# Something in the function tutorial confused me.

Alex Popescu nospam.themindstorm at gmail.com
Mon Aug 6 13:13:45 CEST 2007

```Stargaming <stargaming at gmail.com> wrote in news:46b6df49\$0\$26165
\$9b622d9e at news.freenet.de:

> On Sun, 05 Aug 2007 23:50:24 -0700, Lee Fleming wrote:
>
>> Hello,
>> I have a simple question. Say you have the following function:
>>
>> def f(x, y = []):
>>     y.append(x)
>>     return y
>>
>> print f(23)  # prints [23]
>> print f(42)  # prints [23, 42]
>>
>> As far as I understand, the default value y, an empty list, is
created
>> when the def statement evaluates. With this thought in mind, the
above
>> calls
>> to f make sense.
>>
>> But this, the code that "fixes" the list accumulation confounds me:
def
>> f(x, y=None):
>>     if y is None: y = []
>>     y.append(x)
>>     return y
>>
>> print f(23)  # prints [23]
>> print f(42)  # prints [42]
>>
>> Why didn't the second call to f, f(42) return [23, 42]? As I
understand
>> it, y is only None at the beginning of f(23). Then y changes from
None
>> to 23. When f ends, doesn't y still have 23 in it,
>> just as it did in the first function I discussed? And if y has 23 in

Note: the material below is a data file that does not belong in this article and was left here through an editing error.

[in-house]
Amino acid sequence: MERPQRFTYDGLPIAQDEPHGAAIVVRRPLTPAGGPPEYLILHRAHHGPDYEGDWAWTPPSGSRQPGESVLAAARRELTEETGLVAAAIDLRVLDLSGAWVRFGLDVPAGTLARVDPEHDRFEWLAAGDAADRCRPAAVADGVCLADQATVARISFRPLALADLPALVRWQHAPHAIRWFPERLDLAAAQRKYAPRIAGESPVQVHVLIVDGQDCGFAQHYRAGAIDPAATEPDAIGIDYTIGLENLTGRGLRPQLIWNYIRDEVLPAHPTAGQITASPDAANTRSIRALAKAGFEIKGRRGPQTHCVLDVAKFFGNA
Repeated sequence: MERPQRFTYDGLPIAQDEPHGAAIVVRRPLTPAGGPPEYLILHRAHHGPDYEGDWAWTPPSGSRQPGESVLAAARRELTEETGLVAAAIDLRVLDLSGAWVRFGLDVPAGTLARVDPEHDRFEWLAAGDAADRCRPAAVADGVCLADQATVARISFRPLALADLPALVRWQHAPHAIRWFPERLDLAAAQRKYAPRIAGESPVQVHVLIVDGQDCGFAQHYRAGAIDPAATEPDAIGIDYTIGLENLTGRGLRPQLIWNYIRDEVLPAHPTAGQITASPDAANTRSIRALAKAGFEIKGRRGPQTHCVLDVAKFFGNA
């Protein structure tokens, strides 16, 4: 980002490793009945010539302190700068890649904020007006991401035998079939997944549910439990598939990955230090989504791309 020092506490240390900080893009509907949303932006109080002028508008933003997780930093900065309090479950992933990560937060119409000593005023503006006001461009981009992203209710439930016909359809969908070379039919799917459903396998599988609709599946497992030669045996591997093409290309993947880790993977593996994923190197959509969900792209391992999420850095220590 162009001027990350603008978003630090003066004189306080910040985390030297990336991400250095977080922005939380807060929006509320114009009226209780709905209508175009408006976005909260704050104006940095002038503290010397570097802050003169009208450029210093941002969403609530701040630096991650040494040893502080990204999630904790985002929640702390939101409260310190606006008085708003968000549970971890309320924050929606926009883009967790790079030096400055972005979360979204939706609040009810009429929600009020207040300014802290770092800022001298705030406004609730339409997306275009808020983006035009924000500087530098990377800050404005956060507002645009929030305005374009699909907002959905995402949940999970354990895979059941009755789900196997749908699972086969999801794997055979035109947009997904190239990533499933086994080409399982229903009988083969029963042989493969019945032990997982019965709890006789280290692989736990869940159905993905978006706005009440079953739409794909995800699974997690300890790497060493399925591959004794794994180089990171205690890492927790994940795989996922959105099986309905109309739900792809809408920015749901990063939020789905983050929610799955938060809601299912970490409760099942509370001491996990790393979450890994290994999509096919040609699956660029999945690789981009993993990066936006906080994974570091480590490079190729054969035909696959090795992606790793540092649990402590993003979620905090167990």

it,
>> won't the second call to f not execute what's in the if statement?
>>
>> In other words, what's going on here? How is it that y accumulates
>> argument values between function calls in the first function, but
>> doesn't in the second one?
>
> You're just unluckily shadowing the name `y` in the local scope of
> function. Your code snippet could be rewritten as::
>
>   def f(x, y=None):
>     if y is None: my_y = []
>     else: my_y = y
>     my_y.append(x)
>     return my_y
>
> HTH,
> Stargaming

For the given example this will continue to print:

> print f(23)  # prints [23]
> print f(42)  # prints [42]

so this doesn't solve/explain OP's initial question. A previous post has
already clarified the reasons for seeing this normal behavior.

bests,
./alex
--
.w( the_mindstorm )p.

```